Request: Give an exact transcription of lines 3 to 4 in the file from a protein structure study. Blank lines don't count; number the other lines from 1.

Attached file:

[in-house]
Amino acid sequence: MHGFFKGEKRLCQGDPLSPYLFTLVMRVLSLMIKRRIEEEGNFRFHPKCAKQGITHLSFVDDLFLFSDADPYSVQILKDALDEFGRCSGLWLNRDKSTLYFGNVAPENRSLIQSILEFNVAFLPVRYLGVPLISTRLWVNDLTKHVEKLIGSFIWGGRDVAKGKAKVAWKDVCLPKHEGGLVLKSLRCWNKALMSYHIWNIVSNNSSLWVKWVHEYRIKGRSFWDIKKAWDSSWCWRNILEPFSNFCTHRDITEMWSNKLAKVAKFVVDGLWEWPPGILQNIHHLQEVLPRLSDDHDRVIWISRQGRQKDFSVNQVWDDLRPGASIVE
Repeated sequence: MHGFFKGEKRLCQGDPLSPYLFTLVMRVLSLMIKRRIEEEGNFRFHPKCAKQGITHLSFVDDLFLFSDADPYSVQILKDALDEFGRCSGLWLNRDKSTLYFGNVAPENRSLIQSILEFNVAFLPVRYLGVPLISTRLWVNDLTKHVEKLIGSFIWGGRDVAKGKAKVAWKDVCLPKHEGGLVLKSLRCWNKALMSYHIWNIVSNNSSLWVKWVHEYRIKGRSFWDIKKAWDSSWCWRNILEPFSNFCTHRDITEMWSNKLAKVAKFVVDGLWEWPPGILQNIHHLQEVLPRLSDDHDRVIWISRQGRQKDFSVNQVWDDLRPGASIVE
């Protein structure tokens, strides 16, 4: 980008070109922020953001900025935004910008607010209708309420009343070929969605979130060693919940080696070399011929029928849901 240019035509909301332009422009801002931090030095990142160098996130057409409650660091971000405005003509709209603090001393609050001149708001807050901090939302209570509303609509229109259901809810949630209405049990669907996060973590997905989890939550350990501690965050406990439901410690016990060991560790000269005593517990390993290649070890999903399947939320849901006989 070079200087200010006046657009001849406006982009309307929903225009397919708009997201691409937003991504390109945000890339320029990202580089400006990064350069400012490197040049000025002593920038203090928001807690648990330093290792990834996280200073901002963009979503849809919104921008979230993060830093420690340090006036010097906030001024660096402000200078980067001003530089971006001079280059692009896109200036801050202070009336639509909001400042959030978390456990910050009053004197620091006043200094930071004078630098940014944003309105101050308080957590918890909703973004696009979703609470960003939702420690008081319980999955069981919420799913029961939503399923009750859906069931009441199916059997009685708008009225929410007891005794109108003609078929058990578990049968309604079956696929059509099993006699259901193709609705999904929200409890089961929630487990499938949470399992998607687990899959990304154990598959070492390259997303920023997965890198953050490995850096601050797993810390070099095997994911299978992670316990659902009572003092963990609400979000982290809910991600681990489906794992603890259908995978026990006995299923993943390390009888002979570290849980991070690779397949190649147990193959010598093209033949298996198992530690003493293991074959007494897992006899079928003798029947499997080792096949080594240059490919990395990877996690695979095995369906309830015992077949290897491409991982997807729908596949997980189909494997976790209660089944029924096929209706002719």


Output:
Repeated sequence: MHGFFKGEKRLCQGDPLSPYLFTLVMRVLSLMIKRRIEEEGNFRFHPKCAKQGITHLSFVDDLFLFSDADPYSVQILKDALDEFGRCSGLWLNRDKSTLYFGNVAPENRSLIQSILEFNVAFLPVRYLGVPLISTRLWVNDLTKHVEKLIGSFIWGGRDVAKGKAKVAWKDVCLPKHEGGLVLKSLRCWNKALMSYHIWNIVSNNSSLWVKWVHEYRIKGRSFWDIKKAWDSSWCWRNILEPFSNFCTHRDITEMWSNKLAKVAKFVVDGLWEWPPGILQNIHHLQEVLPRLSDDHDRVIWISRQGRQKDFSVNQVWDDLRPGASIVE
């Protein structure tokens, strides 16, 4: 980008070109922020953001900025935004910008607010209708309420009343070929969605979130060693919940080696070399011929029928849901 240019035509909301332009422009801002931090030095990142160098996130057409409650660091971000405005003509709209603090001393609050001149708001807050901090939302209570509303609509229109259901809810949630209405049990669907996060973590997905989890939550350990501690965050406990439901410690016990060991560790000269005593517990390993290649070890999903399947939320849901006989 070079200087200010006046657009001849406006982009309307929903225009397919708009997201691409937003991504390109945000890339320029990202580089400006990064350069400012490197040049000025002593920038203090928001807690648990330093290792990834996280200073901002963009979503849809919104921008979230993060830093420690340090006036010097906030001024660096402000200078980067001003530089971006001079280059692009896109200036801050202070009336639509909001400042959030978390456990910050009053004197620091006043200094930071004078630098940014944003309105101050308080957590918890909703973004696009979703609470960003939702420690008081319980999955069981919420799913029961939503399923009750859906069931009441199916059997009685708008009225929410007891005794109108003609078929058990578990049968309604079956696929059509099993006699259901193709609705999904929200409890089961929630487990499938949470399992998607687990899959990304154990598959070492390259997303920023997965890198953050490995850096601050797993810390070099095997994911299978992670316990659902009572003092963990609400979000982290809910991600681990489906794992603890259908995978026990006995299923993943390390009888002979570290849980991070690779397949190649147990193959010598093209033949298996198992530690003493293991074959007494897992006899079928003798029947499997080792096949080594240059490919990395990877996690695979095995369906309830015992077949290897491409991982997807729908596949997980189909494997976790209660089944029924096929209706002719």